Self-efficacy Mediates the Relationship Between Motivation and Physical Activity in Patients With Heart Failure
Motivation is necessary in patients with heart failure (HF) who are attempting to become more physically active but may not be sufficient to initiate physical activity. Self-efficacy might explain the relationship between motivation and physical activity.Objective:
The aim of this study was to examine the role of exercise self-efficacy in the relationship between exercise motivation and physical activity in patients with HF.Methods:
A total of 100 stable patients with HF (88% in New York Heart Association class II/III; mean age, 67 ± 13 years; 62% men) were studied. Self-efficacy was measured with the Exercise Self-Efficacy Scale; motivation, with the Exercise Motivation Index; and physical activity, with a self-report questionnaire. Logistic regression analyses were made to examine the mediation effect of exercise self-efficacy on the relationship between exercise motivation and physical activity.Results:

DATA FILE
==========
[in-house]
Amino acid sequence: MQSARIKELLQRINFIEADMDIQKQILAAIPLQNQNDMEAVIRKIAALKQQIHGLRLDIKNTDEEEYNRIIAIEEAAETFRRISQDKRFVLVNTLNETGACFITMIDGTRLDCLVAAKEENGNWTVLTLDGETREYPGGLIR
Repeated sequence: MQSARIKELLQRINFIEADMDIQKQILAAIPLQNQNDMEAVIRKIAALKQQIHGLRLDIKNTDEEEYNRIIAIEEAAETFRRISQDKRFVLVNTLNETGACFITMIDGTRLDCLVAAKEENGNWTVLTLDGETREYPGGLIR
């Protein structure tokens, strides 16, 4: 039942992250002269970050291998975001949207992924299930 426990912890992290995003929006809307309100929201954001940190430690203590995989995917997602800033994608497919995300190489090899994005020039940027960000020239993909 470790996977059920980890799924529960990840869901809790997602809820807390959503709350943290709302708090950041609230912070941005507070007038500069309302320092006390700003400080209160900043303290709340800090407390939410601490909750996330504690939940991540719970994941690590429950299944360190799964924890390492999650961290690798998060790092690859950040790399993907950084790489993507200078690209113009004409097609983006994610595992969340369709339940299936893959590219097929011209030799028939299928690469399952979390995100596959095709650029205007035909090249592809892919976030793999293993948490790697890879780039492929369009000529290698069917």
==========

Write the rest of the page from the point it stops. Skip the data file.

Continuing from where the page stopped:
Forty-two percent of the 100 patients reported engaging in less than 60 minutes per week of physical activity. Motivation predicted physical activity (b = 0.58, P < .05), but after controlling for self-efficacy, the relationship between motivation and physical activity was no longer significant (b = 0.76, P = .06), indicating full mediation.Conclusion:
Motivation to be physically active is important but not sufficient. In addition to a high level of motivation to be physically active, it is important that patients with HF have a high degree of self-efficacy.